The great lesson of 1952 is that workers, peasants, indigenous people with the COB and the unions leading the way, might have taken political power (if the COB decided to do so there was no force able to stop it) and make substantive change that was already defined in the mining thesis of Pulacayo: to build on past gains; to expropriate the capitalists and landlords; and start the construction of a socialist economy while calling Latin American workers to do the same. Three years earlier a triumphant revolution of the poor peasants in China had expropriated the capitalists and landlords. At the same time, US imperialism was intervening in Korea to stop the Asian revolution. In a convulsed world at the time, the conquest of power by the COB and a socialist revolution in Bolivia would have been a strong push for a Latin American revolution, seven years before the Cuban revolution took place.
The act of making a pact with capitalist and transnational interests led to defeat. In fact, Juan Lechin along with the leaderships of both POR and the Communist Party were responsible for calling the working class and peasants to trust Paz Estenssoro instead of assuming power with the COB.
In 2003 history was repeated
In many occasions, similar political circumstances were repeated in Bolivia. In October 2003, when Goni [former President Gonzalo Sánchez de Lozada] was overthrown in a popular revolt, leaders of FEJUVE [Federation of Neighborhood Councils-El Alto] in El Alto raised the need to seize power for the labor movement, indigenous people and peasants along with the COB, FEJUVE and other organizations. But they were alone in this position.
Back then, the conditions to take power existed due to the split within the army and people’s power in the streets. However, Evo Morales and the MAS party together with theimperialist bossesand the bourgeoisie were able to have a quorum in Congress to elect Carlos Mesa. Before that, deputies and senators had to ask the COB‘s enter the legislative buildings.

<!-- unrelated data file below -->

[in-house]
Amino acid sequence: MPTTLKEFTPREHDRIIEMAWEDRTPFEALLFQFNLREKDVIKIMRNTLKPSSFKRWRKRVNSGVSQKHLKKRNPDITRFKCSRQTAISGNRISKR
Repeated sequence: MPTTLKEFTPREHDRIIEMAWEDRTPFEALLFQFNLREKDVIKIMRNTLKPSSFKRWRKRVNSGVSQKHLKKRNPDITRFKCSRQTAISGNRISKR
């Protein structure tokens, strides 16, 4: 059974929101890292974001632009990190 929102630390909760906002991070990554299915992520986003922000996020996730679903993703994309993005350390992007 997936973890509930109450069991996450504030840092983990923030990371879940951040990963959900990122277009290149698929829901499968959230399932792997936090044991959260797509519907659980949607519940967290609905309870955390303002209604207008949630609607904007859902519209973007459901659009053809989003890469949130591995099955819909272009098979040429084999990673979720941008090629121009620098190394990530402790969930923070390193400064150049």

In 2005, a new popular uprising ended up with the fall of Carlos Mesa from power. The bourgeoisie had to call for new elections in which the MAS won with 54%. But the MAS did not win the power for the people: it made a deal with the capitalist class. The MAS seems to follow in the footsteps of the MNR by making pacts with business and US imperialism while it represses the people that brought it to power.
Our group La Protesta has been constituted as a revolutionary organization founded by the former leaders of FEJUVE to advocate that workers’, popular, peasant and indigenous organizations take political power and organize themselves from the bottom up in a democratic manner to fight for a socialist Bolivia.
 A form of indentured servitude.
 Pucalayo is a mining town in Potosi, Bolivia.
 Siles Zuazo was of the founders of the MNR along with Estenssoro.
This article was originally published in Spanish in www.laclase.info. English translation by Socialist Core